Like I warned in 2019, the most serious risk has always been that the Chinese tech giants act in concert, with perhaps a push from the state, to adopt an alternative operating system and ecosystem, in order to offer a viable alternative to Apple’s iOS and Google’s Android, a viable alternative to US-controlled technology.
“The world is eagerly awaiting a new open system”, Huawei Chairman Guo Ping openly said last year. “And since Huawei has helped Android succeed, why not make our own system successful? It is plausible to have two systems in one world. And Huawei will be able to survive and take the lead even in an extremely hostile environment. “
“The price for Huawei if it can achieve this feat”, I had suggested a year earlier, “is huge. Make no mistake, it is likely to carry other Chinese manufacturers with it. Huawei said the time has come for an alternative to traditional Android and iOS, and if Huawei can control this` ‘third way’, then he can build his own ecosystem and infrastructure, he can license his software as well as sell his hardware. “
At that time, the United States had not guillotined Huawei’s silicon supply chain, and so Huawei remained a viable hardware supplier – it just needed an operating system. Now it has lost so much ground on the hardware front, and its rivals have won so much, that its ecosystem of software and developers is its best bet to regain its leadership position in the market.
This situation has been exacerbated by the decline in Huawei’s home sales. It’s impossible to overstate the severity of the impact this will have on Huawei – its domestic sales have bolstered its bottom line thanks to the blacklist. But, according to CanalysHuawei’s annualized sales in China for the first quarter were down 50%.
Timing is everything, and speculation is escalating now. And remember, this is China. Do not take a 12 month view. Take a 5-year view. Even a view of 10 years.
This week, a new video was posted on YouTube that appears to show Huawei’s HarmonyOS on a Xiaomi smartphone. Xiaomi told me that he was not commenting on the “speculations”. Huawei also didn’t comment, but reminded me that “HarmonyOS is open to other smartphone makers.” Google rejected the reports.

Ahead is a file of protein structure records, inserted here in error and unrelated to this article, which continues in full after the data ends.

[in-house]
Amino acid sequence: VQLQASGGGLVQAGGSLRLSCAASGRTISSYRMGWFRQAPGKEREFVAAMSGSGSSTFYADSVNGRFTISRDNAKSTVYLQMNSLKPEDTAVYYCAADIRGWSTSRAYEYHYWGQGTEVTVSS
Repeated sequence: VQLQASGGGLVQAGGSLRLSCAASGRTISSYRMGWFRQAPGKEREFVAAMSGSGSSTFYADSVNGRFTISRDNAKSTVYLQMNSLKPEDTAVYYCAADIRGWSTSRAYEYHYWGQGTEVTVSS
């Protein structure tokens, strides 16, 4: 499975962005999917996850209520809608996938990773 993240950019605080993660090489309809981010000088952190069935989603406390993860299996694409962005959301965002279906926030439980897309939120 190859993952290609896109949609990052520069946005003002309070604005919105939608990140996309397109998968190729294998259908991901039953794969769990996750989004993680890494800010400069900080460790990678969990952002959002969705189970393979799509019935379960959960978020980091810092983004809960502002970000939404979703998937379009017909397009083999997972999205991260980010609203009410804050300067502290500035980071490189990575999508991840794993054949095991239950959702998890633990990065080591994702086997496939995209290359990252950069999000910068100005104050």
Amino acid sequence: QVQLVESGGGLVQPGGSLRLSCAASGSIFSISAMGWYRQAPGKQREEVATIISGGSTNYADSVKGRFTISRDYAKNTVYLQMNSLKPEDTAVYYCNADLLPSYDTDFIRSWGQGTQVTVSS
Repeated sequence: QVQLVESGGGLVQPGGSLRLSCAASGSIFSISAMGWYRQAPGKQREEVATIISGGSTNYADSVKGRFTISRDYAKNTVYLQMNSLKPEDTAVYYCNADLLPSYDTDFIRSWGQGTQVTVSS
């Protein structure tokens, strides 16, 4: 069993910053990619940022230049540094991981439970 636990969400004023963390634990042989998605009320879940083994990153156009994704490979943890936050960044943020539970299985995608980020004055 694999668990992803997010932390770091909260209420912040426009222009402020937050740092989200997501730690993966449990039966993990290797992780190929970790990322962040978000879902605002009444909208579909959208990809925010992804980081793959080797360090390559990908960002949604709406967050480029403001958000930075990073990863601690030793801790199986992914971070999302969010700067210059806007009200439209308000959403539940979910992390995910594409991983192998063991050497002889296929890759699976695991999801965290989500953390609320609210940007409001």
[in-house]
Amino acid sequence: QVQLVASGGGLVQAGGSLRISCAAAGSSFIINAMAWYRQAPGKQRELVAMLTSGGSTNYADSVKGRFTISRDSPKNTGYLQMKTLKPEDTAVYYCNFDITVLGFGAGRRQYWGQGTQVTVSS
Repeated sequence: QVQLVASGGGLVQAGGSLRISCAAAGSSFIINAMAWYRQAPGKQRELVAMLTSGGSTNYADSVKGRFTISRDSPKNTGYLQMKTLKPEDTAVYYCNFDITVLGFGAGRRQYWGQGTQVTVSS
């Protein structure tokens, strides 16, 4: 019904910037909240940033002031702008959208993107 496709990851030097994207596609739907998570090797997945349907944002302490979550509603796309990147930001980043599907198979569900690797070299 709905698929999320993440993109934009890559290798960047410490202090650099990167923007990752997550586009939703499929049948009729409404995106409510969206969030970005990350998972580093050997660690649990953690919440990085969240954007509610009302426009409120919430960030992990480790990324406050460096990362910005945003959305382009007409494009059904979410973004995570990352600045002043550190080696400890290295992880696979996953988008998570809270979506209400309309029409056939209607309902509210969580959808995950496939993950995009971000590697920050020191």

But the whispers have started, and the change makes sense when you consider the geopolitical context as the East is fighting against the West. While Europe may take a while to convert, markets such as India, South America, and Southeast Asia will be much easier. And the markets adopting budget handsets are even easier.
“OPPO, Xiaomi and Vivo may soon switch from Android to Huawei’s Harmony operating system,” Mashable India reported, citing a blogger report suggesting “surprises“Were imminent and that” the model of the Android era does not represent the future. “
As to whether we can take these reports seriously, keep in mind that attracting major Chinese smartphone makers is exactly what Huawei envisioned when it made the decision to develop Harmony as an open operating system. source. This was Huawei’s response to the sanctions imposed on its own computer hardware company – how else to get its software to market?
Let’s be realistic. It is not a short term threat. HarmonyOS is not a viable switch for most Android users in most key markets. Again. But give it a few more years, during which time these Chinese brands could have built an even bigger share of the Android market, and it will likely become a different proposition.
The real nightmare for Google is that this shouldn’t happen. Huawei was fully committed to Android before the blacklist, a threat to Samsung but not to Google. For a year or more after the sanctions were imposed, Huawei executives were quick to say they would switch back to Android if given the chance. But a lot of water has passed under the geopolitical bridge since then. And Huawei is a different business.
Last year, the Huawei president warned that pushing his Android alternative would be “a protracted war that she’s destined to win in the end … No matter how high the mountain, dig an inch or less, persist and fight for a long time. , we will certainly succeed.
Whatever that actually means, it has now started.